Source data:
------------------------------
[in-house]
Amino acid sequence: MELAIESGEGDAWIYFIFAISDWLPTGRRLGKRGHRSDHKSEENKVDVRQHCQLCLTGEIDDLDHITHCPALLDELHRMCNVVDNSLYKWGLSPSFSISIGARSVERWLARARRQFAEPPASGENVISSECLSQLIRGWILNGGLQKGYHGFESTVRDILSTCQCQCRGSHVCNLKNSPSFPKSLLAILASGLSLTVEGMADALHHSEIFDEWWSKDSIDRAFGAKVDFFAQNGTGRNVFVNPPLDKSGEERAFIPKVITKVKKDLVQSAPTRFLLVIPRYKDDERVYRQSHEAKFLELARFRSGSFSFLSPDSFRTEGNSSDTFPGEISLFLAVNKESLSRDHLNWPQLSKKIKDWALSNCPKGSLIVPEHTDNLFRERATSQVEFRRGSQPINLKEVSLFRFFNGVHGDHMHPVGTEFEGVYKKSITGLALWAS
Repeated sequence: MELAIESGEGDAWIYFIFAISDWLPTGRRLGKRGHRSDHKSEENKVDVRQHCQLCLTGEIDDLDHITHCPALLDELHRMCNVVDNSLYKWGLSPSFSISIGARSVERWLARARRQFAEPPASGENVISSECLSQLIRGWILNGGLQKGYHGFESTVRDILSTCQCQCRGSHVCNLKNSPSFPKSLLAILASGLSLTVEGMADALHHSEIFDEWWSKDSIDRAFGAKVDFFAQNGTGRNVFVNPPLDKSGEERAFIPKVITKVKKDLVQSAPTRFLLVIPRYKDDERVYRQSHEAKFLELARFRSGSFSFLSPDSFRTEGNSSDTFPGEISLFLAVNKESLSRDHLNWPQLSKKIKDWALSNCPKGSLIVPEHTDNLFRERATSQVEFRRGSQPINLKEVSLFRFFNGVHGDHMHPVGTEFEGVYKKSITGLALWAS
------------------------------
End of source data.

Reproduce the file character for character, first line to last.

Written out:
[in-house]
Amino acid sequence: MELAIESGEGDAWIYFIFAISDWLPTGRRLGKRGHRSDHKSEENKVDVRQHCQLCLTGEIDDLDHITHCPALLDELHRMCNVVDNSLYKWGLSPSFSISIGARSVERWLARARRQFAEPPASGENVISSECLSQLIRGWILNGGLQKGYHGFESTVRDILSTCQCQCRGSHVCNLKNSPSFPKSLLAILASGLSLTVEGMADALHHSEIFDEWWSKDSIDRAFGAKVDFFAQNGTGRNVFVNPPLDKSGEERAFIPKVITKVKKDLVQSAPTRFLLVIPRYKDDERVYRQSHEAKFLELARFRSGSFSFLSPDSFRTEGNSSDTFPGEISLFLAVNKESLSRDHLNWPQLSKKIKDWALSNCPKGSLIVPEHTDNLFRERATSQVEFRRGSQPINLKEVSLFRFFNGVHGDHMHPVGTEFEGVYKKSITGLALWAS
Repeated sequence: MELAIESGEGDAWIYFIFAISDWLPTGRRLGKRGHRSDHKSEENKVDVRQHCQLCLTGEIDDLDHITHCPALLDELHRMCNVVDNSLYKWGLSPSFSISIGARSVERWLARARRQFAEPPASGENVISSECLSQLIRGWILNGGLQKGYHGFESTVRDILSTCQCQCRGSHVCNLKNSPSFPKSLLAILASGLSLTVEGMADALHHSEIFDEWWSKDSIDRAFGAKVDFFAQNGTGRNVFVNPPLDKSGEERAFIPKVITKVKKDLVQSAPTRFLLVIPRYKDDERVYRQSHEAKFLELARFRSGSFSFLSPDSFRTEGNSSDTFPGEISLFLAVNKESLSRDHLNWPQLSKKIKDWALSNCPKGSLIVPEHTDNLFRERATSQVEFRRGSQPINLKEVSLFRFFNGVHGDHMHPVGTEFEGVYKKSITGLALWAS